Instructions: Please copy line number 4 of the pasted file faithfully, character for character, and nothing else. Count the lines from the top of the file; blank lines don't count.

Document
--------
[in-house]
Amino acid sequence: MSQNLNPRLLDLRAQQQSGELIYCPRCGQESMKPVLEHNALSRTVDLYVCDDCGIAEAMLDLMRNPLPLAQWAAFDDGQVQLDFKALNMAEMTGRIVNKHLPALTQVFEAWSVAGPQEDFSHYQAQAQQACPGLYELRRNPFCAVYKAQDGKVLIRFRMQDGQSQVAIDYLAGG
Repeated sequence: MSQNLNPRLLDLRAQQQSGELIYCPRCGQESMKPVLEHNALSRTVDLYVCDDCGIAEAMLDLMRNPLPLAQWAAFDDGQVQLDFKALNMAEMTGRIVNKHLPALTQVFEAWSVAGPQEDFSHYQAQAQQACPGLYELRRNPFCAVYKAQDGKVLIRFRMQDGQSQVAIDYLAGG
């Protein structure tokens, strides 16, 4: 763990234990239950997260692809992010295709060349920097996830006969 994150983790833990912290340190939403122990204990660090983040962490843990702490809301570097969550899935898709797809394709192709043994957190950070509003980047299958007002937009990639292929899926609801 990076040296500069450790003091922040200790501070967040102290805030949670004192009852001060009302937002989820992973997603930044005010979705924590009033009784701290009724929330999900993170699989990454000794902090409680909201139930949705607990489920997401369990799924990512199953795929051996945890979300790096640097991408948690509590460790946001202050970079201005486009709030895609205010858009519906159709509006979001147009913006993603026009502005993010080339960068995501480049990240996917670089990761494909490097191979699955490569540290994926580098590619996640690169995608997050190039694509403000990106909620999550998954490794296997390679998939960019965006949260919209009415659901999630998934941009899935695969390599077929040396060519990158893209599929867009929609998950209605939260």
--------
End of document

């Protein structure tokens, strides 16, 4: 763990234990239950997260692809992010295709060349920097996830006969 994150983790833990912290340190939403122990204990660090983040962490843990702490809301570097969550899935898709797809394709192709043994957190950070509003980047299958007002937009990639292929899926609801 990076040296500069450790003091922040200790501070967040102290805030949670004192009852001060009302937002989820992973997603930044005010979705924590009033009784701290009724929330999900993170699989990454000794902090409680909201139930949705607990489920997401369990799924990512199953795929051996945890979300790096640097991408948690509590460790946001202050970079201005486009709030895609205010858009519906159709509006979001147009913006993603026009502005993010080339960068995501480049990240996917670089990761494909490097191979699955490569540290994926580098590619996640690169995608997050190039694509403000990106909620999550998954490794296997390679998939960019965006949260919209009415659901999630998934941009899935695969390599077929040396060519990158893209599929867009929609998950209605939260």